An engaging photo series of people and their daily items, by Jason Travis.

Fuji S5 Pro Review

I know I’m a bit late to the game here, but I bought a Fujifilm Finepix S5 Pro a few months ago and it has really paid off. So why would I buy a three-year-old previous generation camera, when there are so many more modern alternatives around?

I think the picture quality of the S5 Pro speaks for itself.

Thirsty Flamingo

Fuji have taken a completely different philosophy with their sensors. Instead of building ultra-high megapixel sensors, they focus on the aspects of a photograph that really matter. And it works.

The colours it produces have a subtle vibrancy that is both saturated but neutral. It looks like film, it looks like how you want real life to look like. No other camera manages it; Canon colours have a slightly unrealistic look to them, and Nikon colours are professional but dull.

It’s difficult to describe the quality of the colours the Fuji S5 Pro produces, especially if I don’t want to exhaust my supply of dreamy adjectives. They have to be seen to be believed.

The Best is Yet to Come

When I had my Nikon D80, the biggest problem I had with it was it’s overexposing meter. When it overexposed, bright areas of the photo would burn out, leaving washed out skies. Digital sensors have always had a small dynamic range (the amount of detail it can capture between pure black and pure white).

The Fuji, with it’s SR sensors, manages to capture a huge amount of dynamic range. This is because the photocells aren’t arranged in a standard checkerboard pattern, but diagonally grid instead, and also they have more than one photocell at each site, the larger ‘S’ cell that captures the main images information, and the smaller ‘R’ cell that captures only the dynamic range.

This large dynamic range lets you recover overexposed photographs back to something that’s doesn’t resemble a piece of white paper. This means that, unlike with any other DSLR, I tend to overexpose the S5 Pro, rather than underexposing. This means shadow areas are well exposed and low on noise, and the bright areas can be brought back in post-processing.

The downside to this dynamic range is that you have to deal with the huge raw files the S5 produces. If you have the ‘R’ cell active, then each raw file is 25MB in size, for only 6MP of real photographic data. On my 8GB compact flash card, this means I can only get around 230 RAW + JPEG photographs on there. The average day shooting will yield close to 8GB of data! So make sure you have enough storage afterwards to keep up with this camera.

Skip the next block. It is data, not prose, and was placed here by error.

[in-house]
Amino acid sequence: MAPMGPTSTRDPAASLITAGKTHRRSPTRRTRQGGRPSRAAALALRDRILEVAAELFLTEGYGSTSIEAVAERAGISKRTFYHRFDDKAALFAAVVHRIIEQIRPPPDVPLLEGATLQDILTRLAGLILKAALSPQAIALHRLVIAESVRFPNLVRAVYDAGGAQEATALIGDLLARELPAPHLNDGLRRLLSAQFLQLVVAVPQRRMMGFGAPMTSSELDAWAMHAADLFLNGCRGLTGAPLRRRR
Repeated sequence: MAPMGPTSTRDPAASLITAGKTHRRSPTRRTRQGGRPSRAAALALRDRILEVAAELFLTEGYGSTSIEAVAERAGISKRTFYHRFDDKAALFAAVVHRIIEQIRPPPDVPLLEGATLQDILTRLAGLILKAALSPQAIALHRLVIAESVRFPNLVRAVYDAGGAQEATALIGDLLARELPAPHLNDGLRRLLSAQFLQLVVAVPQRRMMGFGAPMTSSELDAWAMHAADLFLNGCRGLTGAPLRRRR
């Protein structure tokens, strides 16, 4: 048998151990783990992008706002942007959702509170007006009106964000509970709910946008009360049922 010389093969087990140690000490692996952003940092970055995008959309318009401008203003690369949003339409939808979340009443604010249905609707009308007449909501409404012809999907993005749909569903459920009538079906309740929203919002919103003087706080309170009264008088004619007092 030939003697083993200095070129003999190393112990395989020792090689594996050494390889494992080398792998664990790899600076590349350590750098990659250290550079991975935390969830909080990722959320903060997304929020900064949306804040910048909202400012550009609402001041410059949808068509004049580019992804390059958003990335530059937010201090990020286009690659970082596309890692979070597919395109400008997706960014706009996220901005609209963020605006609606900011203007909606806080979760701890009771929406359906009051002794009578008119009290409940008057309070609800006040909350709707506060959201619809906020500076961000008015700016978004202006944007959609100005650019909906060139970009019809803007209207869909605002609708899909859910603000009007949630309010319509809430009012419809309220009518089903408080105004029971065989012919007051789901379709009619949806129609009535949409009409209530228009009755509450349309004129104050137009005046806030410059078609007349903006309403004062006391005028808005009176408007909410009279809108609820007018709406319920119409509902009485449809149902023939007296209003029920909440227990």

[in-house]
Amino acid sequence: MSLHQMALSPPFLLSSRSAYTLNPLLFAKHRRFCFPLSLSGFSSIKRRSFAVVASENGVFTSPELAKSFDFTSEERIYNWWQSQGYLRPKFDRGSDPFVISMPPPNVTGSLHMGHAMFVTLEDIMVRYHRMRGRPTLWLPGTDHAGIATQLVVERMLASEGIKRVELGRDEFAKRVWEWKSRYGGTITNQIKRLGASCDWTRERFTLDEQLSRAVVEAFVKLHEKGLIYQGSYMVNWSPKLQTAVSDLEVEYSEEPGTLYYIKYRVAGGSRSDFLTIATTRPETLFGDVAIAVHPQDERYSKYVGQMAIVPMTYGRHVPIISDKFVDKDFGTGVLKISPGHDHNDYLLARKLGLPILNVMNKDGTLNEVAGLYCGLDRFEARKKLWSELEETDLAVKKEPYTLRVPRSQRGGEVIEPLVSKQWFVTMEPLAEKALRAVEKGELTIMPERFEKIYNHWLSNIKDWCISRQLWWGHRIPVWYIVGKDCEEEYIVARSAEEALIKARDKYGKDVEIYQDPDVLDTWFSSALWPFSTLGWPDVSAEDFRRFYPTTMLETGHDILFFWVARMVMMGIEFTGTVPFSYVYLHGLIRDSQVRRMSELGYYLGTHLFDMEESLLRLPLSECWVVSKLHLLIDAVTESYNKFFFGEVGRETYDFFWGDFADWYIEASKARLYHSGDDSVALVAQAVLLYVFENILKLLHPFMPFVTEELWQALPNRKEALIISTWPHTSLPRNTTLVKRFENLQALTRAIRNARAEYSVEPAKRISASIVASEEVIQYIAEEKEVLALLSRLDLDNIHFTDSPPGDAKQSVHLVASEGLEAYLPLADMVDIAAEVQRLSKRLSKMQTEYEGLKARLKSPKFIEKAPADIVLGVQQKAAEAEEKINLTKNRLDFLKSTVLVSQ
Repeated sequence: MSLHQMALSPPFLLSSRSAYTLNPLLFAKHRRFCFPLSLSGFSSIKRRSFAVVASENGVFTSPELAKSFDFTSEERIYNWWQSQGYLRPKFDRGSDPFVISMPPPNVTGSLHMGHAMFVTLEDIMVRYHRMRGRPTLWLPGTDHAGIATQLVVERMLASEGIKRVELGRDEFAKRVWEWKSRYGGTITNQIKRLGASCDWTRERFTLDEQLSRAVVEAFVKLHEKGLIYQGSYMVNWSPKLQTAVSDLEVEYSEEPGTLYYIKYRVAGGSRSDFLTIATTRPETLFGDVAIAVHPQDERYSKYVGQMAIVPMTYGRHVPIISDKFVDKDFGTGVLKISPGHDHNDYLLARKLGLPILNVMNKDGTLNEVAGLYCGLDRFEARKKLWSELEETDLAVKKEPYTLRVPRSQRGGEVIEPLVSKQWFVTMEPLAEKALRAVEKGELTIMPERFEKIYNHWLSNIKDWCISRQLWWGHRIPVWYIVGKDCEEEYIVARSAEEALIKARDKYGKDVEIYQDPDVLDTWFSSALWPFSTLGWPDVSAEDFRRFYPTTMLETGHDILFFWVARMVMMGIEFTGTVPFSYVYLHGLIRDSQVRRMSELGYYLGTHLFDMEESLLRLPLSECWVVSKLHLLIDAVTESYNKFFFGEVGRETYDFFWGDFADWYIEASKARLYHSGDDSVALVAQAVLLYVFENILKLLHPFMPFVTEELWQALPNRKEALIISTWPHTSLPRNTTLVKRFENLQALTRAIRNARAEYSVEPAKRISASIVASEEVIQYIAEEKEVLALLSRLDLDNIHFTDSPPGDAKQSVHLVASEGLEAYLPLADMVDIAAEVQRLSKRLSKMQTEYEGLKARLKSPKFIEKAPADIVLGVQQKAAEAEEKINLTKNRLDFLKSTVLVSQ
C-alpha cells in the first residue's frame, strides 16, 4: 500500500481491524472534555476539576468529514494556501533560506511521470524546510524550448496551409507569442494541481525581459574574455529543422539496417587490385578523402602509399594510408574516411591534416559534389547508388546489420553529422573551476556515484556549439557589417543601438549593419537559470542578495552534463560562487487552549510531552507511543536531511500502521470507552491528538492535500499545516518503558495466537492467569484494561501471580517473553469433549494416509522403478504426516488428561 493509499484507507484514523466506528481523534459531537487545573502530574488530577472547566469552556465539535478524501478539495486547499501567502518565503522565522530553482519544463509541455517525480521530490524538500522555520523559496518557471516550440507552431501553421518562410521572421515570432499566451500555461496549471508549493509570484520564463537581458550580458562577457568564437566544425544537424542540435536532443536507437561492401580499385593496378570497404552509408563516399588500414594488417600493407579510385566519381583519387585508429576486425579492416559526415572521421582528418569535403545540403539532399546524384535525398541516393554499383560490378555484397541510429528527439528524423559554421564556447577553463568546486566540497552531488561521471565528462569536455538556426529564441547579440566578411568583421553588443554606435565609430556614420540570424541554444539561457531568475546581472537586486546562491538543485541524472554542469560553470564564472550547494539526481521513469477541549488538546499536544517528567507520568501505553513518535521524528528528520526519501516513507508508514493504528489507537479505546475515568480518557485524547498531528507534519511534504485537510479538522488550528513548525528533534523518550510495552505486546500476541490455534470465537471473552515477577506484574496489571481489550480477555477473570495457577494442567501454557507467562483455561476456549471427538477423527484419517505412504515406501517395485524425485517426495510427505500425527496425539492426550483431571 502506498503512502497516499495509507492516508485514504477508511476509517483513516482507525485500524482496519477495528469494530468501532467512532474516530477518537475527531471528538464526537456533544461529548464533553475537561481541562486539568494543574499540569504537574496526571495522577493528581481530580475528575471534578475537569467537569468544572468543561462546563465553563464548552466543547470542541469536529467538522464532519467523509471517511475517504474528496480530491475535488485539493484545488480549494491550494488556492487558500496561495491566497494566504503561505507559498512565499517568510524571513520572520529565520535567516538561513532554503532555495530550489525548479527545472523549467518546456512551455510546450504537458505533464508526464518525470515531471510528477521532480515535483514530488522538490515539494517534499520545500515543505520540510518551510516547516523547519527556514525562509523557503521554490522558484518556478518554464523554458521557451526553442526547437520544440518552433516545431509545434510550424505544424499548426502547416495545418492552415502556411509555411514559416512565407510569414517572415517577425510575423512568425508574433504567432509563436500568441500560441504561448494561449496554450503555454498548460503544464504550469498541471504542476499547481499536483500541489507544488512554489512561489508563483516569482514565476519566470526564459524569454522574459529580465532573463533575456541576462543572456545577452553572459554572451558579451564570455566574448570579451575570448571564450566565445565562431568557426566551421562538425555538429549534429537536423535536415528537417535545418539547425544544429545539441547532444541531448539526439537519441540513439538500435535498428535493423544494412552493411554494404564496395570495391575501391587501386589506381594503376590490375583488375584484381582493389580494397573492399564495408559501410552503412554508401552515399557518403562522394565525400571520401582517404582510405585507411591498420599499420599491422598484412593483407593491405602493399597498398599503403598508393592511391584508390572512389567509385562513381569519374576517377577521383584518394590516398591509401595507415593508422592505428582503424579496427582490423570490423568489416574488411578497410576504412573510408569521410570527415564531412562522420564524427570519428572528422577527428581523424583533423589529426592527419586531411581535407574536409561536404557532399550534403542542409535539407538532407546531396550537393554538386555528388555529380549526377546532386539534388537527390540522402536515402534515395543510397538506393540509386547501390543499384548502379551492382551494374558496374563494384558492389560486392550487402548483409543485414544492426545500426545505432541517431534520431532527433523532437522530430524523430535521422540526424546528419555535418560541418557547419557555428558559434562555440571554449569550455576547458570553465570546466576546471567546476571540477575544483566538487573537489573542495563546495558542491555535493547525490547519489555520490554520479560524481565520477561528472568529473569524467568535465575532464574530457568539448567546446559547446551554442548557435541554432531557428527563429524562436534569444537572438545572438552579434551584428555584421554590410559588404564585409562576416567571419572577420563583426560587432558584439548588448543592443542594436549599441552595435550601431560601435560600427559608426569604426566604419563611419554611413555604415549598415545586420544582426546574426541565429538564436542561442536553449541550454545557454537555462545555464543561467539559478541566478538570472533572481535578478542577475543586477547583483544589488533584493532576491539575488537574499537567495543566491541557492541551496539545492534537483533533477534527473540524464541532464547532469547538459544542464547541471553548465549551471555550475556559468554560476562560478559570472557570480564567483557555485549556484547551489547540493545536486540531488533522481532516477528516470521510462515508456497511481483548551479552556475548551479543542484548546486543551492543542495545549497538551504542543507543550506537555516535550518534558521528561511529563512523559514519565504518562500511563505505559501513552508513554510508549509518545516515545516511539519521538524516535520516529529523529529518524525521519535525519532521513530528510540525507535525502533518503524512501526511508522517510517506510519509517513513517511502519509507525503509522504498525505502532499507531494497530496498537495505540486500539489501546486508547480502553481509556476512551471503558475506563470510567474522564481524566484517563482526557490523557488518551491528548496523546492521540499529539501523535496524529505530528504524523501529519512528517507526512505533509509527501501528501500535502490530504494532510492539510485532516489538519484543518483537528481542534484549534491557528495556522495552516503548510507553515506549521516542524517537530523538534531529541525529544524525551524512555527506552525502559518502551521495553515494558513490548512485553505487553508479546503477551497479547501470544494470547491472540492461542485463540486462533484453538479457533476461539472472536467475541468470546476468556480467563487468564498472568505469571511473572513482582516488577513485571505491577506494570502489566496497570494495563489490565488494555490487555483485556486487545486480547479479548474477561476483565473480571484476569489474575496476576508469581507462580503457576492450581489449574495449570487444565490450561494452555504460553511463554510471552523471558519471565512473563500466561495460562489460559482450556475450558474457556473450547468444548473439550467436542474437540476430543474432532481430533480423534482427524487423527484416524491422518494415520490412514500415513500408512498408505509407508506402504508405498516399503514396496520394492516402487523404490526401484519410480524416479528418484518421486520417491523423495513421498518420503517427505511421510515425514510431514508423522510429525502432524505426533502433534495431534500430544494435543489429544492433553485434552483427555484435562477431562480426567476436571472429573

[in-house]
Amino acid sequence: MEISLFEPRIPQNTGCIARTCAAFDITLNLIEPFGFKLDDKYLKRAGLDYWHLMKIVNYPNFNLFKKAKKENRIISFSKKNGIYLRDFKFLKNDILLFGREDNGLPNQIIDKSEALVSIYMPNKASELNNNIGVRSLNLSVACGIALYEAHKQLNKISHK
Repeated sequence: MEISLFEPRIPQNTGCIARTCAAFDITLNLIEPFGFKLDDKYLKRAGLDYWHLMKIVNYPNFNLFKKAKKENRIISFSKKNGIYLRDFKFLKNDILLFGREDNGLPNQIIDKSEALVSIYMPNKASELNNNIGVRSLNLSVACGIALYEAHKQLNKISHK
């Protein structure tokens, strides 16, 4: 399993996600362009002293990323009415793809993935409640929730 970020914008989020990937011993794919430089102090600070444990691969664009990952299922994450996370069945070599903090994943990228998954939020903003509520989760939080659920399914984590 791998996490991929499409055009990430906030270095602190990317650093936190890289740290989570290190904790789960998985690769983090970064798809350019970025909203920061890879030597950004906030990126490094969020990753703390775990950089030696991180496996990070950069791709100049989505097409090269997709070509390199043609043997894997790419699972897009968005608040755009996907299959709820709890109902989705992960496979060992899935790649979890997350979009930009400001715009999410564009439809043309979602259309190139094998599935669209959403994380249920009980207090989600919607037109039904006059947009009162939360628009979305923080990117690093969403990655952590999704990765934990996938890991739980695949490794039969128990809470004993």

The other downside is a side effect of the RAW file size, the camera is fairly slow at processing all this data. Three frames-per-second is the best you can expect, when shooting RAW with the ‘R’ cells inactive. Shooting full RAW + JPEG with the extra dynamic range, you’ll be lucky to get one frame-per-second. So not a camera for the speed freaks.

Building It Up

But once you use the S5 and see the photographs it’s capable of producing, you’ll get over all it’s shortcomings. It’s based on one of the best DX camera bodies around, the Nikon D200. Handling wise, it’s the best camera I’ve ever used. Fuji have crippled it slightly by fitting their inferior UI to the menu system (the Nikon D200 one is considerably better), but again you’ll get over this.

You’ll especially get over all of these issues once you look at how much you paid for it. £485 is the average you’ll pay, down to £385 when the Fujifilm refurb store has their seasonal discount vouchers.

So, if you have £500 to spend on a DSLR this christmas, and you’re wondering on what to spend it on, forget the Nikon D60, or the Canon 450D, or even the alternatives from Sony, or Olympus. The S5 Pro will give you something truly unique to spend your money on.

Nikon D3X

Nikon announced it’s worst kept secret today, the D3X, with a whopping MSRP of £5,499.

Nikon is effectively charging £3,000 for a sensor with 12 million more pixels that costs no more to make than the standard D3 sensor.

They have this completely wrong.